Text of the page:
Ford makes leap from bad boy to family friend

PTC takes automaker off 'worst-advertiser' list, moves it to 'best' ranking

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Want to get off the Parents Television Council's "worst advertisers" list? Buy "American Idol."

Ford Motor Co. last year resided alongside fellow automakers Toyota, Volkswagen, DaimlerChrysler and Nissan on the PTC's list of the nation's worst advertisers. The list is based on how often marketers air spots on "wholesome, family-oriented" shows vs. programs containing "sexually graphic, violent or profane material."

Ford's sponsorship of squeaky-clean "American Idol" appeared to help it make the leap from "worst" to "best," although that can't be the only explanation, since it was a major sponsor of "Idol" in 2005. But the "Idol" effect can't be dismissed, as another long-term sponsor of the program, Coca-Cola Co., topped the PTC's "best" list, rising from No. 8 last year.

Melissa Caldwell, the PTC's senior director-programs, said Ford switched lists after a drop in spending on red-lighted shows outside "Idol."

"It's not uncommon for companies on our 'worst' list to no longer be on the list because they no longer rank in the top, but it's very unusual for a company to go from one list to the other," she said.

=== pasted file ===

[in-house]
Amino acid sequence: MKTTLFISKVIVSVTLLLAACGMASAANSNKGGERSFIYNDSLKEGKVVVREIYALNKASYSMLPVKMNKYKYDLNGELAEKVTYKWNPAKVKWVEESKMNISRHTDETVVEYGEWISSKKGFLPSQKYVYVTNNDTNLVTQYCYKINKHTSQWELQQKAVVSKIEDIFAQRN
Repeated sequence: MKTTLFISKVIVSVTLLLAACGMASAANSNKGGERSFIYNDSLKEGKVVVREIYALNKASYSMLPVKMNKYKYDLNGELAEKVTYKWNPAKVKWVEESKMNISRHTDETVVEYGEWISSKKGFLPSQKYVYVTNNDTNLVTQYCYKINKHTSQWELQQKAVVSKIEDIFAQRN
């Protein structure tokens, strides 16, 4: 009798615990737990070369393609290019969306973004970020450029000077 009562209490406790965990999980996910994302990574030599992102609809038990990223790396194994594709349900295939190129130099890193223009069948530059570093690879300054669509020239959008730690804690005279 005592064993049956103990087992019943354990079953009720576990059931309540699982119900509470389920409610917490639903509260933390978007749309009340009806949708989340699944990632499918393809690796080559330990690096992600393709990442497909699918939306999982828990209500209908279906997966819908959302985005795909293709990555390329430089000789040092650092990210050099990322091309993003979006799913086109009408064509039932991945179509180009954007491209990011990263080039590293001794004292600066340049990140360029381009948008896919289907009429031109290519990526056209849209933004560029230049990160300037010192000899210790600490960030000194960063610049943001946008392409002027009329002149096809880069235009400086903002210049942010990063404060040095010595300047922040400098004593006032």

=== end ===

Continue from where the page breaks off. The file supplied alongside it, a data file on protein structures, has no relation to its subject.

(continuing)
Sprint and Pepsi, two of last year's "worst," fell off the lists entirely. J.M. Smucker and Merck & Co., among last year's "best," dropped off too.

Ford was the only car company to redeem itself. "We appreciate the recognition," said Marty Collins, executive director-marketing for Ford.

Joining the other autos on this year's "worst" list are Target, GlaxoSmithKline, American Express, Apple, and Circuit City.

"Our brands advertise using a wide variety of programming to reach the diverse and broad audiences that make up the American public," said Jason Vines, VP-Chrysler Group Communications.

Ryndee S. Carney, a GM spokeswoman, said the company's media placement "is aimed at ensuring GM advertises on programming consistent and compatible with the image of our brands and our business needs."

contributing: jean halliday
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